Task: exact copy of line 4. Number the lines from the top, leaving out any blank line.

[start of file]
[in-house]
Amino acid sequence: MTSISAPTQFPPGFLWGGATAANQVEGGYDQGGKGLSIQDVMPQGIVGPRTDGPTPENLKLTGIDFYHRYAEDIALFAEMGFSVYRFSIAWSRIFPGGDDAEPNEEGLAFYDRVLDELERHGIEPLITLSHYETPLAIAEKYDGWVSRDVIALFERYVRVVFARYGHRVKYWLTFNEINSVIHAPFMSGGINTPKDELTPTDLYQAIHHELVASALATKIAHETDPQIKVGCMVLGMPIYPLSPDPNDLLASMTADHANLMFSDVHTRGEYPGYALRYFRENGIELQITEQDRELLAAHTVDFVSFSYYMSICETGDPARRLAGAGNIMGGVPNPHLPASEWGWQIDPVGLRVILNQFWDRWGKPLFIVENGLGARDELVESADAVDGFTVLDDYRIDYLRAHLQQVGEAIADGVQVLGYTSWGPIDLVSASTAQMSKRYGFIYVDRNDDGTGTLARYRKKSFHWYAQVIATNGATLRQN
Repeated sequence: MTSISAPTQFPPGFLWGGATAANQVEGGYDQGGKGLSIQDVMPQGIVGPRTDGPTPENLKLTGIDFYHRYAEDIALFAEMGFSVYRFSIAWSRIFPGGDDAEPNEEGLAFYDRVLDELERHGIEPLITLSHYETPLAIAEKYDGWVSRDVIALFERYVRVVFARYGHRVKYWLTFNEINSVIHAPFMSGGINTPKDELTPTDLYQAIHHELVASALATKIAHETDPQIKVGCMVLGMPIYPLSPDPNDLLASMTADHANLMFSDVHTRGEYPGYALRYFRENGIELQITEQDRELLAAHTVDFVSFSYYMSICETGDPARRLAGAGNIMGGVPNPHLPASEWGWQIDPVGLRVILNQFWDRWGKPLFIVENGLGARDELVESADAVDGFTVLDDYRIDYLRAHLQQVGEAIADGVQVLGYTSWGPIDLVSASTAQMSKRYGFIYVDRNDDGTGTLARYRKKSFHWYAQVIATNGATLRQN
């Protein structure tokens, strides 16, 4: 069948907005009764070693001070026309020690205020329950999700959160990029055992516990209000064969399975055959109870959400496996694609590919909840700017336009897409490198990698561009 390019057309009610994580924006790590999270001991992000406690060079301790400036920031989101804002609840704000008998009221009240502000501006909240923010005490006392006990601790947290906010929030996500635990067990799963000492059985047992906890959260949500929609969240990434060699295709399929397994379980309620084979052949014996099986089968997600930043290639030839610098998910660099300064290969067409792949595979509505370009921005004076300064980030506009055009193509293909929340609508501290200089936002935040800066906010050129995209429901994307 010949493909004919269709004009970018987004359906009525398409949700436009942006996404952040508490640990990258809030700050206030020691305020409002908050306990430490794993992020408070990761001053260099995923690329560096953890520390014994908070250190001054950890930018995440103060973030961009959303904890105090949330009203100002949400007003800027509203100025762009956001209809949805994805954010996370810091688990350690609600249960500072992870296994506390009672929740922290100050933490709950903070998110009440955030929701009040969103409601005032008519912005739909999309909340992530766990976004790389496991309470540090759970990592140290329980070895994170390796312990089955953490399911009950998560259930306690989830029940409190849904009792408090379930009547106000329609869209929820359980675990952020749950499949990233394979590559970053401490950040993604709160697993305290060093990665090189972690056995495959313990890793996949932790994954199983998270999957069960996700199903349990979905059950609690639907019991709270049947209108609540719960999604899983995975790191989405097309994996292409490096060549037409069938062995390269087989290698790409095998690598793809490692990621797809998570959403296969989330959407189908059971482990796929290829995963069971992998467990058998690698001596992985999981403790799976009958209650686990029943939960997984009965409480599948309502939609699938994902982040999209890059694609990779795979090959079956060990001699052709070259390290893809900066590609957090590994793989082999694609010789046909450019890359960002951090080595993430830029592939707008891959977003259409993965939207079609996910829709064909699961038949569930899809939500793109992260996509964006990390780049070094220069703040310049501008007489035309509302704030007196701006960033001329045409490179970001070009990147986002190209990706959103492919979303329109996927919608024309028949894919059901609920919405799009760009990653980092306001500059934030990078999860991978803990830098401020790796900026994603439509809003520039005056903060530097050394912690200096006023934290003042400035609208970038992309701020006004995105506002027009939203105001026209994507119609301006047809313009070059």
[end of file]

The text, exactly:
């Protein structure tokens, strides 16, 4: 069948907005009764070693001070026309020690205020329950999700959160990029055992516990209000064969399975055959109870959400496996694609590919909840700017336009897409490198990698561009 390019057309009610994580924006790590999270001991992000406690060079301790400036920031989101804002609840704000008998009221009240502000501006909240923010005490006392006990601790947290906010929030996500635990067990799963000492059985047992906890959260949500929609969240990434060699295709399929397994379980309620084979052949014996099986089968997600930043290639030839610098998910660099300064290969067409792949595979509505370009921005004076300064980030506009055009193509293909929340609508501290200089936002935040800066906010050129995209429901994307 010949493909004919269709004009970018987004359906009525398409949700436009942006996404952040508490640990990258809030700050206030020691305020409002908050306990430490794993992020408070990761001053260099995923690329560096953890520390014994908070250190001054950890930018995440103060973030961009959303904890105090949330009203100002949400007003800027509203100025762009956001209809949805994805954010996370810091688990350690609600249960500072992870296994506390009672929740922290100050933490709950903070998110009440955030929701009040969103409601005032008519912005739909999309909340992530766990976004790389496991309470540090759970990592140290329980070895994170390796312990089955953490399911009950998560259930306690989830029940409190849904009792408090379930009547106000329609869209929820359980675990952020749950499949990233394979590559970053401490950040993604709160697993305290060093990665090189972690056995495959313990890793996949932790994954199983998270999957069960996700199903349990979905059950609690639907019991709270049947209108609540719960999604899983995975790191989405097309994996292409490096060549037409069938062995390269087989290698790409095998690598793809490692990621797809998570959403296969989330959407189908059971482990796929290829995963069971992998467990058998690698001596992985999981403790799976009958209650686990029943939960997984009965409480599948309502939609699938994902982040999209890059694609990779795979090959079956060990001699052709070259390290893809900066590609957090590994793989082999694609010789046909450019890359960002951090080595993430830029592939707008891959977003259409993965939207079609996910829709064909699961038949569930899809939500793109992260996509964006990390780049070094220069703040310049501008007489035309509302704030007196701006960033001329045409490179970001070009990147986002190209990706959103492919979303329109996927919608024309028949894919059901609920919405799009760009990653980092306001500059934030990078999860991978803990830098401020790796900026994603439509809003520039005056903060530097050394912690200096006023934290003042400035609208970038992309701020006004995105506002027009939203105001026209994507119609301006047809313009070059």